Next, there was the question--if I can't apparate a passport into Ted's pocket....and really God likely isn't going to apparate me either. So I ask what should I do God, if Ted seriously is held back in Grand Turk forever without his photo ID? <Anne worries her beach-ocean-loving husband just might be okay with that option> "Tell me what to do Father." Search the cabin, if you find all his ID's, then he'll need you to take one and meet him at the port. <Anne breathes, tries to have peace, states out loud that she will have peace> "But what if the boat leaves while I'm doing this idiotic anxiety ridden stupidness?" But still, I reasoned that the Father's plan was quite logical, so I pocketed his passport even though I hadn't located his driver's license or wallet, meaning he likely had it on him, but by now my anxiety had eliminated that logic and deemed it untrustable. <Anne is by now quite aware that the Father is only going along with this for her sake, and has really zero worry about her spouse getting on the boat>
I glance at my watch. 4:55pm. On board time is 5pm sharp. Still no Ted at the cabin. So I leave to see if I can see him boarding, but from deck nine, the long line of cruisers waiting to embark is just a bunch of bobble-heads I can't identify. Part of me relaxes, he's got to be in that line. But part of me wonders if he's not. What if? So I trek down six more flights of stairs, work my way forward searching for a deck that overlooks the gangplank. I finally find it and an worker is scraping the outside of the door and I can't get it open. In broken English, he's telling me push harder on the door. <Anne's mind is now seeing a Viking strength shoulder ram into the blasted door> It finally opens, I rush to the railing, look over the edge. Just below me is a long long line, but alas, Ted is immediately in front of me. One out of a million in that moment. He looks up at me all relaxed-like: "hey, honey!"
"Hey, hun". Sigh of relief. "I was just letting you know I'll be on deck nine drinking coffee, relaxing." He smiles big. He found his dive T-shirt to remember his fun adventure on Grand Turk. <Anne's mind races, wondering what her T-shirt for the day would look like--probably cra-cra girl!>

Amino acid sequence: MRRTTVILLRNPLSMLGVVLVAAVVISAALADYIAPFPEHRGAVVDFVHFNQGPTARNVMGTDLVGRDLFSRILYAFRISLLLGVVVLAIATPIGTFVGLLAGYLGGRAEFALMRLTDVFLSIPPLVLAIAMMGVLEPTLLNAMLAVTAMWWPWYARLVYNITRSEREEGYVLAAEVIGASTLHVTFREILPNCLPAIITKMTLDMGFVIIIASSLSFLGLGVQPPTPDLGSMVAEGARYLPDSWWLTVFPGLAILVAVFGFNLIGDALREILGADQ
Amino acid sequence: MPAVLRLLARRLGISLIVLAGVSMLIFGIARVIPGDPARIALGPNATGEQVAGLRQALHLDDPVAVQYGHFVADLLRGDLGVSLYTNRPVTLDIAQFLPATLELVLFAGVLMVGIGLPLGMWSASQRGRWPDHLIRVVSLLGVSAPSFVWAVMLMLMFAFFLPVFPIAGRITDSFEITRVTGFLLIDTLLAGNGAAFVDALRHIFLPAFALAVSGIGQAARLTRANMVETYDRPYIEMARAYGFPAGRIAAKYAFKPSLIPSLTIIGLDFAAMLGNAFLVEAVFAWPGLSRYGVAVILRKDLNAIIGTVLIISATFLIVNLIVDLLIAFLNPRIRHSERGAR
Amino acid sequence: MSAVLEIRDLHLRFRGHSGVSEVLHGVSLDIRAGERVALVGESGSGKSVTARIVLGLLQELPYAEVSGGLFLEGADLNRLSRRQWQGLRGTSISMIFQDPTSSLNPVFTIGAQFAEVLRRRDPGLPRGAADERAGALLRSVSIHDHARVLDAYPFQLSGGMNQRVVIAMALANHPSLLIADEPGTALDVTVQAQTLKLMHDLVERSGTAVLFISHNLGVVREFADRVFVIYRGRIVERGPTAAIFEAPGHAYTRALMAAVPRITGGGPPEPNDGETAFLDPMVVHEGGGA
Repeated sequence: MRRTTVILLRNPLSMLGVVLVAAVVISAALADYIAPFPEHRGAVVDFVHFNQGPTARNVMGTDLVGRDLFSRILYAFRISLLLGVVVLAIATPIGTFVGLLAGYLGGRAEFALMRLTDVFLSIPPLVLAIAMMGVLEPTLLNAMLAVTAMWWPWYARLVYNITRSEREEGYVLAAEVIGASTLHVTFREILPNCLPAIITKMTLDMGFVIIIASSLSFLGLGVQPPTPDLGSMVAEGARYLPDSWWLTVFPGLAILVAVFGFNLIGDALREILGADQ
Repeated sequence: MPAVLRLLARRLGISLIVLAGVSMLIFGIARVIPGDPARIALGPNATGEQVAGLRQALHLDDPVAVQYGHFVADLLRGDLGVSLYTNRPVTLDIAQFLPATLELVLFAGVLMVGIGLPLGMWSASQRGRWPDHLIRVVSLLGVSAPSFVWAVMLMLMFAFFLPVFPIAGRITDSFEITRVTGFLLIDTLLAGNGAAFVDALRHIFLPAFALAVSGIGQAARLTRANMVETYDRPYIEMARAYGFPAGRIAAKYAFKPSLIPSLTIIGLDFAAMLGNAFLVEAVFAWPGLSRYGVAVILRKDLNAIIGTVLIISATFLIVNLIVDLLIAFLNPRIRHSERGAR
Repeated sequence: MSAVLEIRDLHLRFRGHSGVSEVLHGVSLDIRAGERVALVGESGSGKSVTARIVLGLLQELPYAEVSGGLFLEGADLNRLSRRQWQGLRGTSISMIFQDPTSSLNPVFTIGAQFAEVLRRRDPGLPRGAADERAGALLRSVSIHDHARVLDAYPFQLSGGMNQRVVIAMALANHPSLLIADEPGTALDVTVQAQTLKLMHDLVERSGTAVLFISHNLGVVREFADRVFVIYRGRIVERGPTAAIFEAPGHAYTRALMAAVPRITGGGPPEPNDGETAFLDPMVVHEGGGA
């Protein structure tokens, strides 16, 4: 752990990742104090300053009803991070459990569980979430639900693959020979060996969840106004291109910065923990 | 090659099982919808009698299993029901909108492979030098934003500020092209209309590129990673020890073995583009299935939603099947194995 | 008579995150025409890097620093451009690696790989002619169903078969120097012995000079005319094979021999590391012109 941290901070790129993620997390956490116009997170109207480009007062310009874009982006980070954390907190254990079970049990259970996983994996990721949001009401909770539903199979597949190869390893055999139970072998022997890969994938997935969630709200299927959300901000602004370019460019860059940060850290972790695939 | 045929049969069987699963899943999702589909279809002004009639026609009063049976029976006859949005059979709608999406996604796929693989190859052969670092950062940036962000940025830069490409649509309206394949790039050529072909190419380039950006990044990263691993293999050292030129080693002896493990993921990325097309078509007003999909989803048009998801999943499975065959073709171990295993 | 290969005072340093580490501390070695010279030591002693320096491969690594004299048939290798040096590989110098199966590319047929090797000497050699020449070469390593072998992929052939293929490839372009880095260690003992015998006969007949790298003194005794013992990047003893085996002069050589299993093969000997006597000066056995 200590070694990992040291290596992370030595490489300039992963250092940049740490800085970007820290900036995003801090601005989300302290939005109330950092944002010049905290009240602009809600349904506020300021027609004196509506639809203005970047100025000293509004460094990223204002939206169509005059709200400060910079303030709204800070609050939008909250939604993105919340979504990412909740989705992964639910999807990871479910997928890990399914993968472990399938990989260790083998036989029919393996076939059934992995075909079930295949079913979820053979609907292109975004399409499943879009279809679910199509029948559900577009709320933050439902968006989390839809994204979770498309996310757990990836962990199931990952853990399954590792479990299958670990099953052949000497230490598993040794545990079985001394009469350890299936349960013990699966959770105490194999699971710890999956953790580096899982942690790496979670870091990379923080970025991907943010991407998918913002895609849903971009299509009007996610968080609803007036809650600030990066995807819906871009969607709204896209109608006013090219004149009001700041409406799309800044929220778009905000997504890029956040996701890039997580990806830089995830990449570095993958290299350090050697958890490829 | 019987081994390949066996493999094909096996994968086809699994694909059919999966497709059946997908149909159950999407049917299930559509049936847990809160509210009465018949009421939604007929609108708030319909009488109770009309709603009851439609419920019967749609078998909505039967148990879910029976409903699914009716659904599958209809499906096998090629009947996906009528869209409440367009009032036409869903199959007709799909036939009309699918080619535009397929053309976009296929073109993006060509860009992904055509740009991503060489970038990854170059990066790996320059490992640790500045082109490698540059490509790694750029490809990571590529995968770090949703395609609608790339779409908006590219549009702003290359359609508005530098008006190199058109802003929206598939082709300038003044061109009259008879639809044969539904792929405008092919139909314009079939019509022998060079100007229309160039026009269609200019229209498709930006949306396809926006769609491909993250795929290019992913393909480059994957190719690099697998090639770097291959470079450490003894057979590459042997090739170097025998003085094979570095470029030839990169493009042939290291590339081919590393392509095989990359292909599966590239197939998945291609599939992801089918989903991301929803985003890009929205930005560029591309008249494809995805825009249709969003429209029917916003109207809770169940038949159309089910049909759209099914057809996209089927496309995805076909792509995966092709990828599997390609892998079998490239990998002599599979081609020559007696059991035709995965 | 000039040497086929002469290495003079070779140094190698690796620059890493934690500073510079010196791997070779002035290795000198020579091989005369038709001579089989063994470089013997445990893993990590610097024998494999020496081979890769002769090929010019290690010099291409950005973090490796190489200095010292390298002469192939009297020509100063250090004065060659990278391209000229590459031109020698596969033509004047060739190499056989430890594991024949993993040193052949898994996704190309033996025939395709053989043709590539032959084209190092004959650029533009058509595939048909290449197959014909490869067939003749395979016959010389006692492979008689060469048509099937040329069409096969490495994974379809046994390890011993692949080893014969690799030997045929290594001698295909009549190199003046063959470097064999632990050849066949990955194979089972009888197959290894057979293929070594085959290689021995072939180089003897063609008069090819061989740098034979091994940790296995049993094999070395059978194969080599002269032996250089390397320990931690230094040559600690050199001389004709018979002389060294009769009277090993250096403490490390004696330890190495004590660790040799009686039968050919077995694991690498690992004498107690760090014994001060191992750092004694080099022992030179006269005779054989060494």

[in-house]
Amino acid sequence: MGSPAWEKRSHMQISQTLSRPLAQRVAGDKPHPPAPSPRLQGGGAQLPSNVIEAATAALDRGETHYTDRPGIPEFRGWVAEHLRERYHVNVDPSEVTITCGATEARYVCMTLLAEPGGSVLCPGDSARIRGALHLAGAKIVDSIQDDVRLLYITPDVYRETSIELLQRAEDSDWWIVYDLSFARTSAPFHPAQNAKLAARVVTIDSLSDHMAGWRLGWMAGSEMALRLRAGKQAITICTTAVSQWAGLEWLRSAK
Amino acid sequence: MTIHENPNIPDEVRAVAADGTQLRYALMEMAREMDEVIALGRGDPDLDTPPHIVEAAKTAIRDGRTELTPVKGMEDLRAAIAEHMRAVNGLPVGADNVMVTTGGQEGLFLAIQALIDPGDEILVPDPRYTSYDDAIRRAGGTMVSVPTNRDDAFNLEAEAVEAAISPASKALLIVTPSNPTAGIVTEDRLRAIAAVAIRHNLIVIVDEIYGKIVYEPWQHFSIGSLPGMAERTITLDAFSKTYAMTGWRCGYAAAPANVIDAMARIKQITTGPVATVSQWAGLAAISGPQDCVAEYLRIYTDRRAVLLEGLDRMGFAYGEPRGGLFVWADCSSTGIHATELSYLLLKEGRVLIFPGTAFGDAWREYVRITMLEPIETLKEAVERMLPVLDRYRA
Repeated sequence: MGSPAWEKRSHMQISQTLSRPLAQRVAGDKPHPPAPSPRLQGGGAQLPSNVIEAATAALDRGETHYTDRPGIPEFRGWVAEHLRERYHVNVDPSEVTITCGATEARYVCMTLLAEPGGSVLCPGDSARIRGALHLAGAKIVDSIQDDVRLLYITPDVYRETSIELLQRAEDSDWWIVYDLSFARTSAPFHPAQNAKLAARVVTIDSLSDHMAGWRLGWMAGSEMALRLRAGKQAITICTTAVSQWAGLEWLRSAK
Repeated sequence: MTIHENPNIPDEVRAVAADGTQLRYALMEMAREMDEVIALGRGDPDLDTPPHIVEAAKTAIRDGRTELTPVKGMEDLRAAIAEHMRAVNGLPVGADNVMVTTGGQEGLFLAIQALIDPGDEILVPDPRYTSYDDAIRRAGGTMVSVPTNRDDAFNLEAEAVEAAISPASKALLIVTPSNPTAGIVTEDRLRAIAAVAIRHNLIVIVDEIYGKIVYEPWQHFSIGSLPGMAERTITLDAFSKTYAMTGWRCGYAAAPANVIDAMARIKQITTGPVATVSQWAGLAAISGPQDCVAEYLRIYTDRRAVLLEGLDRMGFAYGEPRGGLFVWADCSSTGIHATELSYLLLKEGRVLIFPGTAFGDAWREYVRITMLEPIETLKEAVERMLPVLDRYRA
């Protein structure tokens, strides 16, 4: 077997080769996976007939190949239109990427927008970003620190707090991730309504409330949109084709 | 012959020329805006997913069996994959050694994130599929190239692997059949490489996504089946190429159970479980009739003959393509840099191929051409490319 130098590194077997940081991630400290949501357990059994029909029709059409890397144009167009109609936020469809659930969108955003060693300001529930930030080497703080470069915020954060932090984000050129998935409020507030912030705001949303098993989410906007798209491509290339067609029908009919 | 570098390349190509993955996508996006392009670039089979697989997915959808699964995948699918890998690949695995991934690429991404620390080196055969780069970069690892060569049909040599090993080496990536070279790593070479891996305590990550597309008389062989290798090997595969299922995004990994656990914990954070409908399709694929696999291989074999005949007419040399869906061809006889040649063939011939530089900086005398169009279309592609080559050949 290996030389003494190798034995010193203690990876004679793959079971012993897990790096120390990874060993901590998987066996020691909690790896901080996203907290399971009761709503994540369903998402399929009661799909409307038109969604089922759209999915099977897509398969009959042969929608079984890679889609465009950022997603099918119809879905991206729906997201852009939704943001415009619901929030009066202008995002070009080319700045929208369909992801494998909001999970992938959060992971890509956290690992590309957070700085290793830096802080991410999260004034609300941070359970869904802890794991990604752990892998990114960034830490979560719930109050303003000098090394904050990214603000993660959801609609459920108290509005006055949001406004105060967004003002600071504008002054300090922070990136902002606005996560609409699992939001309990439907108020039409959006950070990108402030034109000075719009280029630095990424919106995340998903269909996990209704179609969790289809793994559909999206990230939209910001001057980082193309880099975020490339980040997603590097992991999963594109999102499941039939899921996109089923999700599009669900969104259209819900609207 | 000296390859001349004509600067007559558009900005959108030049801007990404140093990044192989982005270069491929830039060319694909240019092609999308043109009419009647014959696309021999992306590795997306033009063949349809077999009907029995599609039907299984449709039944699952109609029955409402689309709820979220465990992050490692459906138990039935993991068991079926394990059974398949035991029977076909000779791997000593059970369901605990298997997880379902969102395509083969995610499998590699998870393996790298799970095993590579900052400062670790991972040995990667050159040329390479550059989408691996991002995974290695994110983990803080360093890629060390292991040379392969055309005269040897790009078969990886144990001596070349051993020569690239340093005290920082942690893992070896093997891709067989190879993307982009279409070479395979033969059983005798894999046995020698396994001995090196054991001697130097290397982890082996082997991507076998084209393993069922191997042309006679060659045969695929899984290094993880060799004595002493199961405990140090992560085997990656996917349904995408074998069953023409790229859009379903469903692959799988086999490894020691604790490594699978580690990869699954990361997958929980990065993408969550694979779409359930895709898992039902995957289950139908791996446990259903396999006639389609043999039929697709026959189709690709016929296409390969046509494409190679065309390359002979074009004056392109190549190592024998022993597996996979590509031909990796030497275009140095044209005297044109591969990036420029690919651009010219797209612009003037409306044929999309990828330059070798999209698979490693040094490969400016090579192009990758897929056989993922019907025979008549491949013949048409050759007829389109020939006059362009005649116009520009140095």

But later, at dinner, as we shared our story. I felt a secret triumph. Father cared enough to meet me where I was. On my excursion with total strangers, He put me beside a sweet couple who'd been married over fifty years. She was from Canada, he was from Scotland. The man had wanted to go diving that day too, but he's given it up due to health. They were entirely sympathetic and sweet to me. And really, I don't think God is a puppet, but I totally believe He ordered my steps to walk onto that deck just at the right moment when Ted was right there. Because He is able.
Because God is bigger than all my "what-ifs" and all yours too. God is not my puppet, He's simply very real to me, even in all my imaginations.
I pray that my battle, and all my fiction "what-ifs", bring you a little closer to peace beyond all you can imagine.
I wish I was fearless. But I'm not. I wish I was more Anne-of-Green-Gables-walking-the-ridge-pole, but I'm more Alex-Rover-stuck-in-her-apartment. But I'm not sure being brave is being fearless. I think it's more about breathing in, and breathing out. It's more about stepping out anyway.
It's more about holding the Father's hand as you step out of the boat and onto the waters.
Readers: Anyone out there need a prayer for anxiety this week?
Blog post by Anne Love-
Writer of Historical Romance inspired by her family roots.Nurse Practitioner by day.Wife, mother, writer by night.Coffee drinker--any time.
Find me at: www.anneloveauthor.com